Letters of a Ticonderoga Farmer
Selections from the Correspondence of William H. Cook and His Wife with Their Son, Joseph Cook, 1851–1885
Edited by Frederick G. Bascom
William H. Cook, of the village of Ticonderoga, exemplified the strong, high-minded farmer of the nineteenth century. Devoted to his only son, Joseph, William's one consuming desire was to see that this boy should have an education with the best. Although it meant years of financial sacrifices for the old farmer, Joseph was sent to the finest schools: Phillips Andover, Yale, Harvard, and universities in Germany.
After twenty years of education, Joseph became famous as the "Boston Monday Lecturer," whose talks on subjects ranging from theology and science to current events and world history attracted thousands of listeners every week and were reprinted in newspapers around the world. His lecture tours took him around the world and his books became bestsellers in their day. After leaving home at the age of thirteen, Joseph only returned to Ticonderoga infrequently. But father and son kept in close touch by letter over a thirty-year period.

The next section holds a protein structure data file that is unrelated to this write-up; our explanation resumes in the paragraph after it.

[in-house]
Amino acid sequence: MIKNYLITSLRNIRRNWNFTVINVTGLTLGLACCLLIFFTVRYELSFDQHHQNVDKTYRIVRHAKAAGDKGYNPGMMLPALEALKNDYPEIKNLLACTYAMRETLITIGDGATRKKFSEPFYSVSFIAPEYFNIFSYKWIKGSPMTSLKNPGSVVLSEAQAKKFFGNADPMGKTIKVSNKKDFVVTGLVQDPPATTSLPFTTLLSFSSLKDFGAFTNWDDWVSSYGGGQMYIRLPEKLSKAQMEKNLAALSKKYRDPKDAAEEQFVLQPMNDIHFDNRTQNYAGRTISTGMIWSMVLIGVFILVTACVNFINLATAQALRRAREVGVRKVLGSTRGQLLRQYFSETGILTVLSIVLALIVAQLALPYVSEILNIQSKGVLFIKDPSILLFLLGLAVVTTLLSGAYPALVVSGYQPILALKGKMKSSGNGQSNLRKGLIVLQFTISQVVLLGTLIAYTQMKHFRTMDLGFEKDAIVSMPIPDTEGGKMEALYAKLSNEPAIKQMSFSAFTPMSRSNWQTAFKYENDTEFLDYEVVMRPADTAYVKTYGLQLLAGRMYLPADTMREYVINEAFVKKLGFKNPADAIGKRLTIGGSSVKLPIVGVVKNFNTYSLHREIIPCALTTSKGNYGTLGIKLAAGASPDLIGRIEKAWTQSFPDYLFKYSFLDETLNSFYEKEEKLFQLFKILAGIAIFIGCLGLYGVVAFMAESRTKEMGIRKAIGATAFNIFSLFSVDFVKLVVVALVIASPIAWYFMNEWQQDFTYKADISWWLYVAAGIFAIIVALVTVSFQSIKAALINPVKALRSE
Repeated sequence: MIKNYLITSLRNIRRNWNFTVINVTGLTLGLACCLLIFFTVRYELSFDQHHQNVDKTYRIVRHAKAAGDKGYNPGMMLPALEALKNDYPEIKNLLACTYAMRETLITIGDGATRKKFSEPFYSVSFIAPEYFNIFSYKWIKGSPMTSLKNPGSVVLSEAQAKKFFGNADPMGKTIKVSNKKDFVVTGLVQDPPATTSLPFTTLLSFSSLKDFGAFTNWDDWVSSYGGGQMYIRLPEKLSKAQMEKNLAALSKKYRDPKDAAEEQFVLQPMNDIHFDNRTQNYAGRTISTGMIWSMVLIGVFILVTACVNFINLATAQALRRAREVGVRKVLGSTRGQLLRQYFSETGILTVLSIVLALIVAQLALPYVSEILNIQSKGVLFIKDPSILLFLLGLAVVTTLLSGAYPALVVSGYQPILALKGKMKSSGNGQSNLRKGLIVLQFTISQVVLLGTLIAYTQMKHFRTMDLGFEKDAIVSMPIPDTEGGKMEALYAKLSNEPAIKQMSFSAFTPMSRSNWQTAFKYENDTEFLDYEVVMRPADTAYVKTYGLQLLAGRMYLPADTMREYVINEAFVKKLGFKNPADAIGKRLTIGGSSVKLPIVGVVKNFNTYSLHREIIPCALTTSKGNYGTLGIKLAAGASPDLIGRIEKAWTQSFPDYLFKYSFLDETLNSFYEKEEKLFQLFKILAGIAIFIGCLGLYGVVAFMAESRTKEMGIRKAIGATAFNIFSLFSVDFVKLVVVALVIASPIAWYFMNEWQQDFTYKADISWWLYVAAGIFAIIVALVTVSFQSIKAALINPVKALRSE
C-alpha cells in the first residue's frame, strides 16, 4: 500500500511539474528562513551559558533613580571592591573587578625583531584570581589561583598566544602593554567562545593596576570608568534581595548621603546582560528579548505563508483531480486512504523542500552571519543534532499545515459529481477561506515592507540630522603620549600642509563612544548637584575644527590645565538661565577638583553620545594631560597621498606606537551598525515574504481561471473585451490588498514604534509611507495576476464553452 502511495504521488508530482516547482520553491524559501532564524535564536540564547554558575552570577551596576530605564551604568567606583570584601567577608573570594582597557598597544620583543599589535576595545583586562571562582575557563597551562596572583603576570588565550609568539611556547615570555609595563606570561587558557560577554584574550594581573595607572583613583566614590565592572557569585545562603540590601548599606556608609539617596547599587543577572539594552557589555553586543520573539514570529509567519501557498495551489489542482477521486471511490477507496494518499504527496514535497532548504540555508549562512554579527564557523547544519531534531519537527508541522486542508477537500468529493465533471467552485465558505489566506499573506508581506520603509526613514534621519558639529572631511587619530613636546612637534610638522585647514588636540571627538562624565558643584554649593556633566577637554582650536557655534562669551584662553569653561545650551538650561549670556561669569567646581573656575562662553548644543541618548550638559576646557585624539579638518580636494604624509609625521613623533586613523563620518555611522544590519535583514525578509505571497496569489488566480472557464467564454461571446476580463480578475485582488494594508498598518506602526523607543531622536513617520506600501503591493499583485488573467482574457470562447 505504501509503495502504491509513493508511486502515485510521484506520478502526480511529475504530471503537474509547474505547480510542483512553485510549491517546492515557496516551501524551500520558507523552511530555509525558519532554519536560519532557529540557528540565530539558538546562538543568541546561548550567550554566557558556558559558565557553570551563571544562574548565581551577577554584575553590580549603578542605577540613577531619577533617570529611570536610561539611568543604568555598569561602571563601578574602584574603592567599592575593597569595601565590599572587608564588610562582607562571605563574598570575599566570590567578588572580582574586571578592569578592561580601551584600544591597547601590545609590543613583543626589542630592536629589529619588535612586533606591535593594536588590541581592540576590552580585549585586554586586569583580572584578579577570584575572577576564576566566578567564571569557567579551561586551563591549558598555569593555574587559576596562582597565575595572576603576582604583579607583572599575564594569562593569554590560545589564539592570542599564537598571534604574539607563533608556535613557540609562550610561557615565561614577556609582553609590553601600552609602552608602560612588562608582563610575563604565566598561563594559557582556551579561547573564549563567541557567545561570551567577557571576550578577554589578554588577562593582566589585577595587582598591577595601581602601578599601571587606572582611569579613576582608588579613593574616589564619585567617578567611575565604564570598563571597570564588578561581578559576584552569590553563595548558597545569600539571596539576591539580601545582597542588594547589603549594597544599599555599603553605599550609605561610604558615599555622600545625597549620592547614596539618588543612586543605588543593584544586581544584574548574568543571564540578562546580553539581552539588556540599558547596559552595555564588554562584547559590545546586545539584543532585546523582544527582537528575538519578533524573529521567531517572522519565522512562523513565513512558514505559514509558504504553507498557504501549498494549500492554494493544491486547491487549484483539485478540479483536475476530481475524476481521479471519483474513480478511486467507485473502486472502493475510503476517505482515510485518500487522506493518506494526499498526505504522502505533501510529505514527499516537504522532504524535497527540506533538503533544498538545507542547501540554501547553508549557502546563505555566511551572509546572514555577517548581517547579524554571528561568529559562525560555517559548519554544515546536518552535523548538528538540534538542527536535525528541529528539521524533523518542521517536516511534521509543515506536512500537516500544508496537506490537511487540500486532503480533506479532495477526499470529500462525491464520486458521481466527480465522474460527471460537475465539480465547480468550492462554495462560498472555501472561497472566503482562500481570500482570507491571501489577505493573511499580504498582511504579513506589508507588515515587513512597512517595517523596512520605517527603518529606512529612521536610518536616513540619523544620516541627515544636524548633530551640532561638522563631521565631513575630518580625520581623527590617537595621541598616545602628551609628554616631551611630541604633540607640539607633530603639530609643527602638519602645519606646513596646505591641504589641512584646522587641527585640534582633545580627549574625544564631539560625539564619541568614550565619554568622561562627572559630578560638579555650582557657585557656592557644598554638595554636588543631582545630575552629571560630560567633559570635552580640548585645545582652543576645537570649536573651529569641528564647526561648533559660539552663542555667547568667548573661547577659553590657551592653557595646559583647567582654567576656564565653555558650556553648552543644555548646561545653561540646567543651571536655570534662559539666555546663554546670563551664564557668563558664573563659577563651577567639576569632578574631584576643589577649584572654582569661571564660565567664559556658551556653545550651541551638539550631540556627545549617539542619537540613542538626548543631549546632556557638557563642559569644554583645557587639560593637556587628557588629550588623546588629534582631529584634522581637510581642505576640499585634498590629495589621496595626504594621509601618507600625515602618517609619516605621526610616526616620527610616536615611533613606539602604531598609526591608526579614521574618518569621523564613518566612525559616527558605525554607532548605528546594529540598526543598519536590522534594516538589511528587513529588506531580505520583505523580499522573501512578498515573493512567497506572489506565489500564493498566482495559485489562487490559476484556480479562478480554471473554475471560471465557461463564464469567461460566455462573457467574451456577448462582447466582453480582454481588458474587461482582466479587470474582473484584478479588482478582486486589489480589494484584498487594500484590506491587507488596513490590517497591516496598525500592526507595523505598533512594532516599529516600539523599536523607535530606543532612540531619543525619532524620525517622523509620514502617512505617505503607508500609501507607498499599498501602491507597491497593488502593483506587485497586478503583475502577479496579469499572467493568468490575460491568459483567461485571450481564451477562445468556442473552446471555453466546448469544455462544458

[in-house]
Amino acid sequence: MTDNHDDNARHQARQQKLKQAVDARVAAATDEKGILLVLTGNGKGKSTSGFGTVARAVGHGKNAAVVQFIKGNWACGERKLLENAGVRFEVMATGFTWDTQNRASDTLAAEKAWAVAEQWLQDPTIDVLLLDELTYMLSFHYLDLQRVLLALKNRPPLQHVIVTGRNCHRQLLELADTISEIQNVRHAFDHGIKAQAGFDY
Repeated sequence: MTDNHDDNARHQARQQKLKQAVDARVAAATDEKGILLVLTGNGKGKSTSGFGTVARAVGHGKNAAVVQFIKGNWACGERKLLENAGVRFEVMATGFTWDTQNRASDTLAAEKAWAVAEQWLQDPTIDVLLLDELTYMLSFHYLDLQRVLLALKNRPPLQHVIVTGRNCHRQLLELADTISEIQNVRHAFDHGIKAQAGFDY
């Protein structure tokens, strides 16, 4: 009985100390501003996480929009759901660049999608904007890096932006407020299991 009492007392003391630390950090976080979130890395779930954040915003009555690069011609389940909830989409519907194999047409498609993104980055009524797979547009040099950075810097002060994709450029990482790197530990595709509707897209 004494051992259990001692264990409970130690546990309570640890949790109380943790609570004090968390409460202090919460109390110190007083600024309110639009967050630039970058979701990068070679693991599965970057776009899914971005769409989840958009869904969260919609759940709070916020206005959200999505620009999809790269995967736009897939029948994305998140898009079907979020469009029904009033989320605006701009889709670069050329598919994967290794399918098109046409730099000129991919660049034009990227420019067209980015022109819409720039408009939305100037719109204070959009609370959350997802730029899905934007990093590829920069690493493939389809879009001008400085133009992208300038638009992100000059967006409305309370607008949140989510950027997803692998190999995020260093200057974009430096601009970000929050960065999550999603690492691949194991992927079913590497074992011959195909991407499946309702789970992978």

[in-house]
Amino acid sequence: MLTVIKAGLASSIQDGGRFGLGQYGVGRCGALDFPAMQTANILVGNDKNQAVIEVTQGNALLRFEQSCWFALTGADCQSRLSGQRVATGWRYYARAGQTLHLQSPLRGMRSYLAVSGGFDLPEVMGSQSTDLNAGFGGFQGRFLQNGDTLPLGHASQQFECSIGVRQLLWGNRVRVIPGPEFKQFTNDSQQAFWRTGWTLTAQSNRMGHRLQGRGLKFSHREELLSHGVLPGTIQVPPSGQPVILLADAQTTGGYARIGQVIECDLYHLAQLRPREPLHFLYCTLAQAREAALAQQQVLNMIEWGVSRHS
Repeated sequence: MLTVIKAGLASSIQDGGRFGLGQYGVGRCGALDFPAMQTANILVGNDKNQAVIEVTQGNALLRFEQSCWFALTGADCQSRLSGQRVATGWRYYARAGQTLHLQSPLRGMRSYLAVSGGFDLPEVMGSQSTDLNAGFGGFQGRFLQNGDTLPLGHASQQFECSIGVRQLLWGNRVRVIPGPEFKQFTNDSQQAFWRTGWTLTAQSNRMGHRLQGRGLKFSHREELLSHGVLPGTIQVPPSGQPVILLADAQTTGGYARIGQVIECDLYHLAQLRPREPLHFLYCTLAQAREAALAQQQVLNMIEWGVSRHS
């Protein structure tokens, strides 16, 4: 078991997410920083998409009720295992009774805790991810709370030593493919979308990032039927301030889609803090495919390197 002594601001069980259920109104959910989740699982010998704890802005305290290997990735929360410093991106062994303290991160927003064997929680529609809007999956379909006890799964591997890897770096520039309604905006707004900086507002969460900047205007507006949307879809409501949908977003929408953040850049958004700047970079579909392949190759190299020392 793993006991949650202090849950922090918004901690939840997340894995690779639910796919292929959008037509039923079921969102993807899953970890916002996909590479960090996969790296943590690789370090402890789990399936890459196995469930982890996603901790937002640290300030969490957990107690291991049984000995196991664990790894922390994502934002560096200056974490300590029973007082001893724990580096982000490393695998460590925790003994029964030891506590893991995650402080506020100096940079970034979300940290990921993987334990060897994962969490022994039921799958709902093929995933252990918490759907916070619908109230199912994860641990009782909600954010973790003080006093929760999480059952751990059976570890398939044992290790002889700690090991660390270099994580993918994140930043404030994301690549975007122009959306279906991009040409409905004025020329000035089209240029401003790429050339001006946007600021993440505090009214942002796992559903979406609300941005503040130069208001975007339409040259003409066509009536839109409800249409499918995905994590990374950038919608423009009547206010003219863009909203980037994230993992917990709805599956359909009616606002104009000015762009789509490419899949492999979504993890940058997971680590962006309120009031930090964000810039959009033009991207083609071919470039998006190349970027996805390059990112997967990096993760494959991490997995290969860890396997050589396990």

In Letters of a Ticonderoga Farmer (first published by Cornell in 1946), Frederick G. Bascom has made selections from their correspondence between 1851 and 1885, which together present a delightful running narrative of both William's day-to-day life in nineteenth-century upstate New York, revealing a shrewd yet generous nature and a homely genius, and Joseph's experiences in higher education and as a celebrity. Letters from Joseph's mother to her son, though fewer in number, round out the portrait of both farm and family life in this period.
Introduced and lightly annotated by Bascom, these letters continue to offer useful and charming insights into the social history of upstate New York, from economic and industrial developments to local politics and religious controversies, as well as offering much human interest and considerable local color.